Vicki Felmlee is not a professional historian by trade nor collegiate recognition. After obtaining an environmental science degree (she was “kind of” interested in geology), Vicki has been gainfully employed as a newspaper reporter and editor, environmental scientist and writer, and as business owner. She has not been, nor does she claim to be, a historian, professional or otherwise.

From an early age, she was infatuated with the histories of European, Mediterranean, and Egyptian cultures and peoples. Reading a biography of Marie Antoinette one summer when she was 10 “hooked her,” so to speak, into a subsequent fascination with history. “I was one of those precocious brats who snuck into the adult section when the librarians weren’t looking,” she remembers.

“They hated having to stamp the books I checked out. I lied and said they were for my dad. I don’t think they were fooled.”

It wasn’t long before she was reading about Julius Caesar and Alexander the Great. By 12 she knew she wanted to be an archaeologist – and took four years of Latin in high school when she didn’t have to.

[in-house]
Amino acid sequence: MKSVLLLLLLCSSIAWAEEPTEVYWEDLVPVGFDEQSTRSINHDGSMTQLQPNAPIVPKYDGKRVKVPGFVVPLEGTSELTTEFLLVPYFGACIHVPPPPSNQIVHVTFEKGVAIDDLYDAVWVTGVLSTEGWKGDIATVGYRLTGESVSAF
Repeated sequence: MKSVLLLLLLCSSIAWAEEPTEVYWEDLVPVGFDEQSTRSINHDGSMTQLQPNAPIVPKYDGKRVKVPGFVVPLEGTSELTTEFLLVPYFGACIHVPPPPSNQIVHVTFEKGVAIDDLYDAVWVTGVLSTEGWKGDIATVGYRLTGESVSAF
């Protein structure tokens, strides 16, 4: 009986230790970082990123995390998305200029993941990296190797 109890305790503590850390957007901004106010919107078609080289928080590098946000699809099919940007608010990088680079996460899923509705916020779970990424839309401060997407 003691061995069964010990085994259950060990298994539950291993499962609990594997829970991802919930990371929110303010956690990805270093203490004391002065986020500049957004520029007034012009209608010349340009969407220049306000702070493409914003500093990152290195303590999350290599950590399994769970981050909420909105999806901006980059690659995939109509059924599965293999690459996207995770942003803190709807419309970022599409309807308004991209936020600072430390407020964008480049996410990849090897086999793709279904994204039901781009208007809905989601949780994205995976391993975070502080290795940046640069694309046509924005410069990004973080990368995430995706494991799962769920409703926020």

You might ask about her opinion of history closer to home, say, our home country, the United States of America? America, in the history game, was child’s play (or so she thought). It’s ONLY two hundred years old, for Pete’s sake. How difficult can it be to memorize a couple of wars and a few dozen presidents? Compare that with hundreds of kings and queens and pharaohs not to mention wars and battles spanning 6,000 years. And popes. Can’t leave out the popes.

Entering college, she had her sights set on her dream career. Or, the somewhat viable option of teaching history. But fate and her father would have nothing of it. Science was what would provide a living, so science it was. She does not regret the twists in her road. Not much, anyway. She did take one history class in college (American), and it was an ‘easy A. ’Her interest in history has led her to travel exactly 50% of the U.S.A. – specifically, 25 states (so far). Four years ago she helped organize a group to help save her area’s Old Spanish Trail, an effort that was awarded a Community Service Award by the Daughters of the American Revolution.

(She isn’t completely illiterate when it comes to American history. Her family descends from the Reno clan, steeped in deeds and misdeeds in the Civil War and the big one – Custer and that famous battle. She promises more on that later).

– Rosco Betunada

The January, 2009, Presidential Inauguration of President Barack Obama. Vicki blogged for her local paper. She got a press pass, which let her get that close to the action.